The main feature of the app is a three-step maturbation training routine. The good doctor and helpful hints guide you while timers and graphs let you see your results. In the first step, which includes five self-administered boot-knockings, the user is encouraged to masturbatute how they would regularly but with the goal of observing what makes up your "point of no return." This is the moment when pleasure has reached a point where orgasm is imminent and any delay is impossible. In this stage you are encouraged to become a climate scientist for your own pleasure and determine which are positive feedback loops in your own body that happen before your global ice melt. For me, a tightening of the testes and some pleasurable prickling in the upper shaft of my donger were my methane being released from newly thawed soil.
The next step, which also includes five sessions of the dirty hand shuffle, is about elongating the roller coaster of pleasure. The goal is to to learn to enjoy the first part of the roller coaster, the foreplay and the initial arousal. The masturbater is instructed to get an erection but to do so without stroking or jerking oneself and only imagining non-explicit things that turn you on (which for me turns out to be empathic winks). So, yes, in this step you are to told to foreplay yourself, which the app suggests doing by playing with your testes and massaging your thighs. I have to say I did—when I was able to avoid playing with my pubes—really enjoy massaging my thighs. In fact, if I could cum from only massaging my thighs I would totally be on board.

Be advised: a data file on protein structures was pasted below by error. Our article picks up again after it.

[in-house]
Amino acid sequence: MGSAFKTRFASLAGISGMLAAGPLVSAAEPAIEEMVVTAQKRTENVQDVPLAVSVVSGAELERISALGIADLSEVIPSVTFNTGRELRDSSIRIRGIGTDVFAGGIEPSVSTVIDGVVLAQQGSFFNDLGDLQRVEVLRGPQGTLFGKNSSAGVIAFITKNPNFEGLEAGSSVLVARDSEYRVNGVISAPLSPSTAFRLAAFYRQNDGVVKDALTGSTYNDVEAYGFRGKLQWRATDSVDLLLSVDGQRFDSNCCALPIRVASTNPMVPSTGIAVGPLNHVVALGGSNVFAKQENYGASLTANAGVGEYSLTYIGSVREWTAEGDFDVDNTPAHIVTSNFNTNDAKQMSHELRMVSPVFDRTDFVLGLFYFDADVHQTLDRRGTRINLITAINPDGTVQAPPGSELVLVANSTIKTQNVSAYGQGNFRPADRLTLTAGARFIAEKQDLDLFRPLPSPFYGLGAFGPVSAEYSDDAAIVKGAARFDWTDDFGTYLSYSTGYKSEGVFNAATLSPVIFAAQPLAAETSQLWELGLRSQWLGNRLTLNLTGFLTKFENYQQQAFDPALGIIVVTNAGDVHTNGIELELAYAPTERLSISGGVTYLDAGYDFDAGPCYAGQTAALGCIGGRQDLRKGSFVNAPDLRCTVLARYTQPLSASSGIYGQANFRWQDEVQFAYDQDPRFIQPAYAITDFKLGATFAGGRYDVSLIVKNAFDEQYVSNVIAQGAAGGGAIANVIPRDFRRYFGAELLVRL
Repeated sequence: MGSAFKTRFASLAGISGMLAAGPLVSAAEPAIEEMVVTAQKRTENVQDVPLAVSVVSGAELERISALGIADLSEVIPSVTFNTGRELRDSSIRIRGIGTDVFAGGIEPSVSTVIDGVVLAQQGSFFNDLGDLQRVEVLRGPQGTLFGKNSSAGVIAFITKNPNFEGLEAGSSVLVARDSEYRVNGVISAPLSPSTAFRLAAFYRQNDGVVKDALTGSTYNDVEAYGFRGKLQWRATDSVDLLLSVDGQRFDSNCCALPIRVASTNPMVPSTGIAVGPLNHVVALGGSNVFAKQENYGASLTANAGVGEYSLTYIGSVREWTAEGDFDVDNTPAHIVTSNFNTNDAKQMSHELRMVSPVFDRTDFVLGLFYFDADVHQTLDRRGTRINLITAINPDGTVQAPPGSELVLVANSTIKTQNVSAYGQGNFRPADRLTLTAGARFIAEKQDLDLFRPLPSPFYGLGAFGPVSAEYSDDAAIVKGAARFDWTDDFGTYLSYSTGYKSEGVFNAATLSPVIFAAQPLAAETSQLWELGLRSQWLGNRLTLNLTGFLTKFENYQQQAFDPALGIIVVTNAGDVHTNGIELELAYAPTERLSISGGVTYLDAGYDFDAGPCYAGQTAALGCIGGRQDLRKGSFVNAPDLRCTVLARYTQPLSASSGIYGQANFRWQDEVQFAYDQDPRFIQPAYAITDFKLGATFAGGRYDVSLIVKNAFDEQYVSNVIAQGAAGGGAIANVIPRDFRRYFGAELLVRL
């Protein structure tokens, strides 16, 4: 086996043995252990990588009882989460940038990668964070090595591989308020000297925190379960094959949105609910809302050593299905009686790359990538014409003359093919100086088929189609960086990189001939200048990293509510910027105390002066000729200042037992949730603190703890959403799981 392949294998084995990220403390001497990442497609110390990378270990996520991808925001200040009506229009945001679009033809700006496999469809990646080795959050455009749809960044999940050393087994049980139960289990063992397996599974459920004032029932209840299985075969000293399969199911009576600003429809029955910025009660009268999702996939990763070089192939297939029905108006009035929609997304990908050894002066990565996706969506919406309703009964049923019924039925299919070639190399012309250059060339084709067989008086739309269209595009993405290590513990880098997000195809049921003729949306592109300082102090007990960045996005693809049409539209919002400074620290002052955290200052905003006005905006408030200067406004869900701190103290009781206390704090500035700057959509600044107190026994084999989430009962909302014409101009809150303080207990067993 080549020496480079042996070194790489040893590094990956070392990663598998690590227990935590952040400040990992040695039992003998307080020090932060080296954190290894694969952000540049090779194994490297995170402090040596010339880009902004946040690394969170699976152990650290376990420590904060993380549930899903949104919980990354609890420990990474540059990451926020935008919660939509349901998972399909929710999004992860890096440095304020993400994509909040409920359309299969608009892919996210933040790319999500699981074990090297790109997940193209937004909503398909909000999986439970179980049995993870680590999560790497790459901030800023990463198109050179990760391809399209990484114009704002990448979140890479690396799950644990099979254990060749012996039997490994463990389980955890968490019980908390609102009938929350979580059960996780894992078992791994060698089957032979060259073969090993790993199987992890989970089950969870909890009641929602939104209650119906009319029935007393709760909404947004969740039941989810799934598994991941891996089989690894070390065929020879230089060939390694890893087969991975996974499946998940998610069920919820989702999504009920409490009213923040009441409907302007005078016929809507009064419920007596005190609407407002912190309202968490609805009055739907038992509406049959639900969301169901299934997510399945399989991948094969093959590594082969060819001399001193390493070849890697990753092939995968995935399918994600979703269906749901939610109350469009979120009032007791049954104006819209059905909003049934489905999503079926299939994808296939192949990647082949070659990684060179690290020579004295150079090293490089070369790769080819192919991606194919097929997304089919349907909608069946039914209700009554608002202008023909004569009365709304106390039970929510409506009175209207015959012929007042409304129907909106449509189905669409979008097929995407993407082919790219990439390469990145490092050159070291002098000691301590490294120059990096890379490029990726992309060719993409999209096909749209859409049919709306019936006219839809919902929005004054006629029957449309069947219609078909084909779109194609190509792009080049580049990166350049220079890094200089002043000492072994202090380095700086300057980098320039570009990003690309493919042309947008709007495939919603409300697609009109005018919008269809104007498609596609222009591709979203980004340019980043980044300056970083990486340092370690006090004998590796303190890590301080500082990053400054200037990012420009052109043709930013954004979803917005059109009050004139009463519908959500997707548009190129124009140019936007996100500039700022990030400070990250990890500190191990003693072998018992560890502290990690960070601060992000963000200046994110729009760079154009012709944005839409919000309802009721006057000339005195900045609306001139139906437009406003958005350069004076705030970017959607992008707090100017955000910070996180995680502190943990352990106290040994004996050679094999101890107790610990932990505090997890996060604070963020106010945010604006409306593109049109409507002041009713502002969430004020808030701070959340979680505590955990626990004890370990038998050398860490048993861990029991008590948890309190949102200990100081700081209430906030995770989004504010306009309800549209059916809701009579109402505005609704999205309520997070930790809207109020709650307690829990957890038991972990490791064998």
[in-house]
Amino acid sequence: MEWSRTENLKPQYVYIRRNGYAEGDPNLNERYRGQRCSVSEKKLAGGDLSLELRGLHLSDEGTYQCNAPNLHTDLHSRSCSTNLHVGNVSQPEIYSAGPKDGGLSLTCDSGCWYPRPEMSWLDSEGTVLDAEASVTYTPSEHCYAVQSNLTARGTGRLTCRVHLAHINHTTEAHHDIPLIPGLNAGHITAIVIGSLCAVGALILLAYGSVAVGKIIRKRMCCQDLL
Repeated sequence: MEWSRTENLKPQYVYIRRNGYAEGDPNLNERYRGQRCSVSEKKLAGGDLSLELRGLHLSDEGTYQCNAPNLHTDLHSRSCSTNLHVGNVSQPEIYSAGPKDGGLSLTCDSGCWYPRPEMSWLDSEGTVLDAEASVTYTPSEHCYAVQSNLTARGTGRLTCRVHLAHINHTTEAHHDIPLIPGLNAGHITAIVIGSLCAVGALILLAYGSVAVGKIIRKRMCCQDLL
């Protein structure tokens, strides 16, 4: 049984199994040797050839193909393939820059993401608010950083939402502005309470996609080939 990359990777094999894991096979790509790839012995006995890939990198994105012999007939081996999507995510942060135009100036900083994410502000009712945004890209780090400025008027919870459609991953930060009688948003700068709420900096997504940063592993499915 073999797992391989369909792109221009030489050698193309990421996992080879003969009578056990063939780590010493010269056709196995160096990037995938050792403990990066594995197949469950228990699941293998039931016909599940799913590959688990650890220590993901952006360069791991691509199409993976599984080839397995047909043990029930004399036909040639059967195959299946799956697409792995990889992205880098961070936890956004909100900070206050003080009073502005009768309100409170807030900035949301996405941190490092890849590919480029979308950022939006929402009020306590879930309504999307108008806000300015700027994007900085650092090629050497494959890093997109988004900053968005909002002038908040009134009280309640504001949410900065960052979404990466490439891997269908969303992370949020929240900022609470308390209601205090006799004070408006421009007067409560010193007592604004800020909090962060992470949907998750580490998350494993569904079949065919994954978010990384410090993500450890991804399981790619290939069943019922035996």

The third and final step, which includes ten sessions of sweeping of your body's curling sheet (that's the equivalent of rounding the bases for Americans), does include five minutes of thigh-massaging foreplay followed by masturbation but the difference is you are told—when you reach your point of no return—to pause your activity, and breathe long and deep until you have backed away from that gooey precipice, after which you may resume frisking yourself. The goal is to a reach a total of ten minutes at first before going as long as you can.
I finished the training sessions of the app with some success, hitting the requisite times, but not much longer than that—and not without some very tense exhales. After you are done the training you are encouraged to go to the education section and read over a glossary of terms to help you further along on this journey. Perhaps the best is Prejack Addiction (about being able to walk away from an ejacualation) because the frequently-used term Prejack makes me think of a hilarious sex romp about a fast-cumming drug kingpin called Pre Jack City.
So does the app work? Is it worth the $2.79? On one level you could get the same experience with a stopwatch and some committed finger puppet work, but for me there was a positive result that can't be argued with. The majority of my orgasms in my life have been accompanied by a flood of (mainly negative) emotions: guilt, fear, shame, immediate sleepiness. This isn't to say that I haven't had good sex in my life, especially with partners who loved me with patience and care, but even with them—if not moreso—every orgasm was haunted by ghosts of inadequacy and identity that I still haven't exorcised. So when I eclipsed the ten minute mark with the help of the app, the orgasm came with a new feeling: pride. Not, "Dude my balls are so powerful," pride but pride that I was able to resist the urge to give in to pleasure, pride that I was able to touch myself with, dare I say, maturity. Now it's been a bit since I've had sex so it's impossible to say whether or not the app worked, but reaching for pride every time I orgasm seems like a better plan than just imagining Jeff Sessions when I want to delay the inevitable.
Also now my thighs are very tender.